“He that is a hireling, and not a shepherd, whose own the sheep are not, sees the wolf coming, and leaves the sheep, and flees; and the wolf catches the sheep and scatters them: he flees because he is a hireling, and does not care about the sheep” (Jn. 10:12-13).

    It is likely that much of the apostasy that now plagues the church of the Lord never would have come if some elders had been doing their jobs.

  3. Finally, Paul emphasizes that taking heed to the flock also involves helping those who are weak.


    “In all things I gave you an example, that so laboring you ought to help the weak, and to remember the words of the Lord Jesus, that he himself said, It is more blessed to give than to receive” (35).

    Those who are weak in the faith must be encouraged; the strong ought to help bear their infirmities and not to please themselves (cf. Rom. 14:1; 15:1).

    Paul’s instruction to “admonish the disorderly, encourage the fainthearted, support the weak, be long-suffering toward all” (1 Thes. 5:14), is good advice for anyone, and especially for elders and preachers. And so, Paul’s charge to these good men was straight to the point, and we ourselves also must consider the principles involved.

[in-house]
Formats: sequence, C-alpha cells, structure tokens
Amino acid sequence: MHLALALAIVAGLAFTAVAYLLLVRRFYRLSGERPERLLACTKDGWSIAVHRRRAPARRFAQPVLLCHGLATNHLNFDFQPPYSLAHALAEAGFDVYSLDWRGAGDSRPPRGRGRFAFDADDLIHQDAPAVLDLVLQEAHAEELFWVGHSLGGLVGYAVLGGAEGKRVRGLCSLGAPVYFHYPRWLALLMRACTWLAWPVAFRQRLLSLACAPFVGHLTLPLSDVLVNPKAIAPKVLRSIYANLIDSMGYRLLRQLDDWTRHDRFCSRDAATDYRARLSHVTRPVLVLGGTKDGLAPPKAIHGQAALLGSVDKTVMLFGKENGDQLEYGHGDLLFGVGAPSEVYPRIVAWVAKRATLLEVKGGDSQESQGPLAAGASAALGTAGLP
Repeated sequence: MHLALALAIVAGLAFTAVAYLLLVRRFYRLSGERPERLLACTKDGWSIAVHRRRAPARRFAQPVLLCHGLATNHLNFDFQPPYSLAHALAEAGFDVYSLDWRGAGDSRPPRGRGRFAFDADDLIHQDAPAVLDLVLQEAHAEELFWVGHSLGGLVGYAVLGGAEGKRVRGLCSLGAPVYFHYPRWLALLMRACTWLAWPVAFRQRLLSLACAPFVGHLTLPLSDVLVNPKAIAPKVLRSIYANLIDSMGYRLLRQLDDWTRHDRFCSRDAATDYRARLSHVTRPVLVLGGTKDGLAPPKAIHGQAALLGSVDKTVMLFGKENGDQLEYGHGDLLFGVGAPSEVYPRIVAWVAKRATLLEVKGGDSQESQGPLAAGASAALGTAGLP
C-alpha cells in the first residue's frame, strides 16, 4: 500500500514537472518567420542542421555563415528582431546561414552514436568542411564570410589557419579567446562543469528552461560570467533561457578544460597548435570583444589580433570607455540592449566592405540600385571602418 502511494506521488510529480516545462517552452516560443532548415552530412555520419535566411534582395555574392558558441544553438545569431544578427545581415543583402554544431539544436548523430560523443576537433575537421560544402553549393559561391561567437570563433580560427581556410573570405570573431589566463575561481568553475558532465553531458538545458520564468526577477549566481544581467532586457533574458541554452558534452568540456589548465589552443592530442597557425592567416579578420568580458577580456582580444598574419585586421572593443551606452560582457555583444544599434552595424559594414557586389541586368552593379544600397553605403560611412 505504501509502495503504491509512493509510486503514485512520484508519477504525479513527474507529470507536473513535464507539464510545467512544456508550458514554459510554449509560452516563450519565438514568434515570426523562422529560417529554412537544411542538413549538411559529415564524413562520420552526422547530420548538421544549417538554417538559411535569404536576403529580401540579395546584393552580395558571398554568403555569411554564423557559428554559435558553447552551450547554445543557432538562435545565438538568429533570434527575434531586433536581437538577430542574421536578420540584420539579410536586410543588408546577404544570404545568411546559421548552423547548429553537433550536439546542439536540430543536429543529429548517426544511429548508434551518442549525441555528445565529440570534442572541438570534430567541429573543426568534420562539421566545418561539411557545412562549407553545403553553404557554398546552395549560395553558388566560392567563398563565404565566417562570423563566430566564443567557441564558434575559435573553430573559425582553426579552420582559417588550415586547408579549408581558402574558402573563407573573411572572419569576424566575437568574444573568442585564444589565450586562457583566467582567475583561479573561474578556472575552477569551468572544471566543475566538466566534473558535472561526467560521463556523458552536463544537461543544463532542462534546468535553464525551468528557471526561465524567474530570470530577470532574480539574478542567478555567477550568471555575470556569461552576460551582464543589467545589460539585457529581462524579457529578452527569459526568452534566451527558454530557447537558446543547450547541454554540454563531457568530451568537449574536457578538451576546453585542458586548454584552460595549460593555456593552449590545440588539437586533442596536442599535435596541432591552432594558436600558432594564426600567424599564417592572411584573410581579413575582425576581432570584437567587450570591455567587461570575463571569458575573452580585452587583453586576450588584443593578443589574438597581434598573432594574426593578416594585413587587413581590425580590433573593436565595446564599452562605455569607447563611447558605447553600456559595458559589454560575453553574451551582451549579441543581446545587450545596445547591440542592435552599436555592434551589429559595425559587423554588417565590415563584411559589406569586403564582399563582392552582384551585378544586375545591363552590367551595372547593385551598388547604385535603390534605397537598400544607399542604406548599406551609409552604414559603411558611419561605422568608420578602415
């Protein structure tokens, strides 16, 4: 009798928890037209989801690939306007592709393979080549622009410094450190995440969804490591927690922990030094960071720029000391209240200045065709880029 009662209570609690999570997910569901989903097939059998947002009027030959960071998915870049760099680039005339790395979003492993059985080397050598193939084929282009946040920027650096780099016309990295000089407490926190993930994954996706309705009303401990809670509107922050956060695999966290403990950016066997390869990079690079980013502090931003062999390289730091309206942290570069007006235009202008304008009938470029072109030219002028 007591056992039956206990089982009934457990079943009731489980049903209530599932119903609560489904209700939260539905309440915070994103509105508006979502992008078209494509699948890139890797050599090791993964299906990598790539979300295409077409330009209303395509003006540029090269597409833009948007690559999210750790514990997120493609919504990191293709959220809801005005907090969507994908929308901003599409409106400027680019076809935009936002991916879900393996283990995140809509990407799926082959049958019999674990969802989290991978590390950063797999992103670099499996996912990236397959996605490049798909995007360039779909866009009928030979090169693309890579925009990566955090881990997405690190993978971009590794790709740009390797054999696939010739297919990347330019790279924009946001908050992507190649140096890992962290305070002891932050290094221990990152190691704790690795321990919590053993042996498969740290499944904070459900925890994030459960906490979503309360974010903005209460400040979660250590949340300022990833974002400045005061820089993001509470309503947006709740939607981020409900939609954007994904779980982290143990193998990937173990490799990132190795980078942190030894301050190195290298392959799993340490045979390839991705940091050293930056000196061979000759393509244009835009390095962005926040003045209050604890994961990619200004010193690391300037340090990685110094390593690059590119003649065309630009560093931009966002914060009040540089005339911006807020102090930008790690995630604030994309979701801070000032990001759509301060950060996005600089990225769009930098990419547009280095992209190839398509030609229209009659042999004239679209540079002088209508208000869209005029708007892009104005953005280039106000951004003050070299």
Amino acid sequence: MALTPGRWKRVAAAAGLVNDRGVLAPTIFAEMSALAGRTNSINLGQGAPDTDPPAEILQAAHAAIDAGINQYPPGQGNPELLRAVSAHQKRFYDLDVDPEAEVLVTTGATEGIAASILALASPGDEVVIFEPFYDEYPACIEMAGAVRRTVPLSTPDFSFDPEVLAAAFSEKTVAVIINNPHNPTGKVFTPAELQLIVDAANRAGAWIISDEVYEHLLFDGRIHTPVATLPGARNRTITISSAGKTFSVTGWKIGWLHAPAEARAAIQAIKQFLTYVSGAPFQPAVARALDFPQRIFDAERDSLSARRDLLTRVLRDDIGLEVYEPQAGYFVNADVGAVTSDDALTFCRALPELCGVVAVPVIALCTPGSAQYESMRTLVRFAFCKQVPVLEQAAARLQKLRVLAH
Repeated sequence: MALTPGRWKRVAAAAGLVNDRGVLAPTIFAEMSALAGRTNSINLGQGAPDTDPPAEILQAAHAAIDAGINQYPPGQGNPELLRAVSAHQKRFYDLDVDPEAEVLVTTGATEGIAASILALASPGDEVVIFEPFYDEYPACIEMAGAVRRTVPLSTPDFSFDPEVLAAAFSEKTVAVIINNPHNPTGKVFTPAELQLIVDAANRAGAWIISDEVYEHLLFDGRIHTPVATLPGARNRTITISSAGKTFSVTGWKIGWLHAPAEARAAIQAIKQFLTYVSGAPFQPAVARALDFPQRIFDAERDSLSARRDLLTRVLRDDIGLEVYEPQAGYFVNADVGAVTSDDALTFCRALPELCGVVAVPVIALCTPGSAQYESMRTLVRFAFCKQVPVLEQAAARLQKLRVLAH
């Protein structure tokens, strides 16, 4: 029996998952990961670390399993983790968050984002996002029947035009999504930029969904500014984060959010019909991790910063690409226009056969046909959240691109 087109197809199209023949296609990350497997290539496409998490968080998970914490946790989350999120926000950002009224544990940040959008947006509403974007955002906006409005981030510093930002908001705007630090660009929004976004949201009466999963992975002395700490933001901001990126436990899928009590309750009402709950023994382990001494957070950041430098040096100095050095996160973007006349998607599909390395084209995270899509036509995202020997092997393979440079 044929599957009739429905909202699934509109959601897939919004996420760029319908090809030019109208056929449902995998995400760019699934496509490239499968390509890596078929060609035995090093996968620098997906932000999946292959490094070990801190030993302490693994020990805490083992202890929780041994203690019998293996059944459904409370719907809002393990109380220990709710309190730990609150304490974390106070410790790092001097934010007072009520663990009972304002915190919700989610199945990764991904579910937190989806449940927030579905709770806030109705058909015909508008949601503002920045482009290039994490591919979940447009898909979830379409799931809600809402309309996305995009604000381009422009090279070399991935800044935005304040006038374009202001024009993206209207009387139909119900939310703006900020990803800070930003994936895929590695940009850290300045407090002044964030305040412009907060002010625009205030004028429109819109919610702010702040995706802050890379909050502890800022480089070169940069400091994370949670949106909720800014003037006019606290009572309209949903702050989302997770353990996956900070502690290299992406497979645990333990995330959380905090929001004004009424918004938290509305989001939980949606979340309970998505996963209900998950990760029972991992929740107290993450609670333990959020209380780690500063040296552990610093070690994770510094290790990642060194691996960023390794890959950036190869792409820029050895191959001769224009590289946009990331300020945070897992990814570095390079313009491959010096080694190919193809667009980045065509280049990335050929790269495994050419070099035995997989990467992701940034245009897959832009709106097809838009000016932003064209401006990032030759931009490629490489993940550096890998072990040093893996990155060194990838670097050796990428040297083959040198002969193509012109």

Paul’s Concluding Commendation

The apostle’s commendation for these brothers has a two-fold thrust. It stresses Jehovah’s part, and man’s part, in bringing the Christian to ultimate spiritual maturity.

First he says, “I commend you to God” (32). That means he commends them to the care and keeping of their heavenly Father. Paul believed in the providential activity of God for His people. God is not a remote deity disinterested in His children!

Second, Paul commends the brothers to “the word of His grace” which is able to build up and provide an inheritance among the sanctified. But that “word of his grace” will never avail on the shelf! It must be taken into the heart and translated into daily action. Let us thus receive with meekness the implanted word which is able to save our souls (Jas. 1:21).

Paul’s farewell address to the elders of Ephesus is a remarkable one indeed, and the precious principles it contains are as valuable for this generation as for that of the first century.

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About the Author

Wayne Jackson has written for and edited the Christian Courier since its inception in 1965. He has also written several books on a variety of biblical topics including The Bible and Science, Creation, Evolution, and the Age of the Earth, The Bible on Trial, and a number of commentaries. He lives in Stockton, California with his dear wife, and life-long partner, Betty.